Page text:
MANILA — Sickness as a cause of death is a grim reality everyone will face in their lifetime.
According to the latest data from Philippine Statistics Authority (PSA), around 66 Filipinos die every minute or 1,591 per day.
For the past decade, ischemic heart disease and cancer remains as the top two causes of death among Filipinos followed by pneumonia in the third spot.
Out of 582,183 registered deaths in 2016, some 74,134 cases or 12.7 percent of the total was due to ischemic heart disease. Cancer, logged 60,470 cases or 10.4 percent, while pneumonia logged 57,809 cases or 9.9 percent for both males and females.
Ischemic heart disease
Ischemic heart disease occurs when the heart does not get enough supply of blood and oxygen due to narrowed arteries.
It is the top cause of death among Filipino men with 74,134 cases and the second cause of death among Filipino women with 29,662 cases in a year.
In an earlier interview with the Philippine News Agency (PNA), Dr. Gino Quizon, a cardiologist of Medical Center Manila, mortality rate due to ischemic heart disease remains high, despite progress in its treatment because of the unhealthy lifestyle of most Filipinos.
Quizon advised against cigarette smoking and alcohol intake, and recommended sugar and cholesterol control, as well as stress management.
Cancer, also known as neoplasms, is characterized by the presence of a malignant growth or tumor which results from abnormal cell division. The most common types of neoplasms include uterine, urinary bladder, thyroid, soft tissue, prostate, ovarian, skin, lymph node, lung, kidney, gastric, anal, blood, bone, breast, cervical, esophageal, and colorectal cancer.
According to PSA’s latest data, more Filipino women die from cancer compared to men, with 30,954 annual cases logged.
The Philippine Cancer Registry shows that breast cancer is the leading kind of cancer that affects both sexes in the country at 24.9 percent.
Marcelo SeverinoImasa, a medical oncologist at St. Luke’s Medical Center, told PNA breast cancer is the leading cancer type but it is not the leading cause of cancer death in the country.
“It is the leading cause of death because majority of the diagnosed lung cancer cases are already in the late stage. So, there is very little option available treatment that is curative in nature, if we could diagnose it early, in terms of cancer deaths, probably we could have a much lower rate,” he said.
Imasa stressed lung cancer by itself is aggressive.
“Even if they’re diagnosed early, maybe a quarter only of those diagnosed of lung cancer would live for five years or even less,” he said.
Pneumonia is the infection of both lungs. In the past decade, it claims the lives of 57, 089 Filipinos every year.
“It is mistaken by some as caused by lung cancer but pneumonia is not just due to lung cancer, anybody with a compromised immune system like elderlies, diabetics, and patients undergoing dialysis are considered at a high risk of contracting pneumonia,” medical oncologist Denky Shoji dela Rosa told PNA.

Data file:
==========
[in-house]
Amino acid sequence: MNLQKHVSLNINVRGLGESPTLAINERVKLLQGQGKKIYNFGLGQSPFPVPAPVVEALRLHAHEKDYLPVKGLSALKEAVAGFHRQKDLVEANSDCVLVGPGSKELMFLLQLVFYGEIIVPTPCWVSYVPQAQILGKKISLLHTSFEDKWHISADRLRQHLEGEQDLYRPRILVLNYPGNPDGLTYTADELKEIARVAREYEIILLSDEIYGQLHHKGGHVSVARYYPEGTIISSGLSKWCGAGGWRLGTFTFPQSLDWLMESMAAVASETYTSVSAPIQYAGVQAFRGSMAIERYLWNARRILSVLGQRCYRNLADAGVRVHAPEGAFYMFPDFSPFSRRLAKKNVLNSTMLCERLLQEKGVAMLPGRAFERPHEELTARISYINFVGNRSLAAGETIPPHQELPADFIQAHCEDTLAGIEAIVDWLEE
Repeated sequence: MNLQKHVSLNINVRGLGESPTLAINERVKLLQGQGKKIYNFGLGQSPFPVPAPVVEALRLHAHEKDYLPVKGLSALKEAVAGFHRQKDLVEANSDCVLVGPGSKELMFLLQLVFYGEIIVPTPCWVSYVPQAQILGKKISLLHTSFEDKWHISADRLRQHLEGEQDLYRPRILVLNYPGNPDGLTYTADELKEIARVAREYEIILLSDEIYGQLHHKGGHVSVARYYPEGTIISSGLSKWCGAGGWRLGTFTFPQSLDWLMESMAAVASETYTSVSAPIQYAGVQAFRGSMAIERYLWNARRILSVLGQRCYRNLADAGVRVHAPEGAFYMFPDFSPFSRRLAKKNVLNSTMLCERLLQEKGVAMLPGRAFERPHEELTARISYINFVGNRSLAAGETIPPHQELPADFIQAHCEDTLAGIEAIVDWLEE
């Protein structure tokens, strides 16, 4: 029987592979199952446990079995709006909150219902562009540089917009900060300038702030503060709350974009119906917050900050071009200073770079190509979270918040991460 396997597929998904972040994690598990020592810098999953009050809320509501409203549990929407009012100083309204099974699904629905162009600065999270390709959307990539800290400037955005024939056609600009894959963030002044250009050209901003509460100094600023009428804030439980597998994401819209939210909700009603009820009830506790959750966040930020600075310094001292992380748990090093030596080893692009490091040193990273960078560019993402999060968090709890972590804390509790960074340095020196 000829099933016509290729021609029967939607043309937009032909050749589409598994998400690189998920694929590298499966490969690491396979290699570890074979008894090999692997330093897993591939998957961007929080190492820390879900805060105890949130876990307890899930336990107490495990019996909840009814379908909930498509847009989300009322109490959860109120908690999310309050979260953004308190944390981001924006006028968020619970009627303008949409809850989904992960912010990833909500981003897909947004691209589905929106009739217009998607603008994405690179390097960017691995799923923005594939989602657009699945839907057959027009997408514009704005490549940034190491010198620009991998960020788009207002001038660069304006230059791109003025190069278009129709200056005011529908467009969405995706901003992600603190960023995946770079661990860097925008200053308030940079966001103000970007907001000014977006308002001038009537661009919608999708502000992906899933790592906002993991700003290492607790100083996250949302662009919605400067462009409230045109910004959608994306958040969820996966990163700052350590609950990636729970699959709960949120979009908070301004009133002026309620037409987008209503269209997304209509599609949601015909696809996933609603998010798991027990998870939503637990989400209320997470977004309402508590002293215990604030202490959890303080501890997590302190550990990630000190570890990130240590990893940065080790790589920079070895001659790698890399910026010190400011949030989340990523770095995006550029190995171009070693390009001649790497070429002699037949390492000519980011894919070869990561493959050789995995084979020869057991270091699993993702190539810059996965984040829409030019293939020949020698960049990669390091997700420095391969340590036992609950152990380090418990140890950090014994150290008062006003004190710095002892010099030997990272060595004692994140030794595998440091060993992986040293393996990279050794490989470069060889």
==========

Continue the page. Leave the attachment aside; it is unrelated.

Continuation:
Dela Rosa explained that there is also a hospital-acquired or healthcare-related pneumonia which affects patients who have been confined in hospitals for a long time.
“If we are hospitalized we are at risk of getting pneumonia, all patients brought to the hospital have strong germs. When we give them antibiotics we are able to kill those, but what happens to the antibiotic-resistant bacteria? They weaken the immune system of patients,” she said.
Dela Rosa added that pollution could be a factor in contracting the disease but it all depends on how weak or strong the immune system of a concerned person is.
“So, it is important to emphasize that there are adult vaccinations, the flu vaccine which is given every year, anti-pneumonia vaccines so adults would decrease their likelihood of contracting the infection. It is avoidable to a certain extent but pneumonia is a common exit of many patients,” she said.
The other illnesses which cause death among Filipinos include cerebrovascular diseases with 56, 938 cases, hypertensive diseases with 33,452 cases, Diabetes mellitus 33,295 cases, other heart diseases with 28,641 cases, respiratory tuberculosis with 24,462 cases, chronic lower respiratory infections with 24, 2365 cases, and diseases of genitourinary system with 19,759 cases.
Imasa told PNA that Filipinos in general seem to consult doctors only when the symptoms of their diseases are already severe, hence, their cancer or any disease is diagnosed already at a later or advance stage.
“Unlike in other countries, they can schedule for consultation and it is paid for by the government or by the insurance. Here, Filipinos would avoid seeing doctors because it entails cost to them which could be allotted for food or education, it’s almost always an out-of-pocket expense,” he said, adding that fixing the country’s healthcare system could lead to lower mortality rate in the future. (PNA)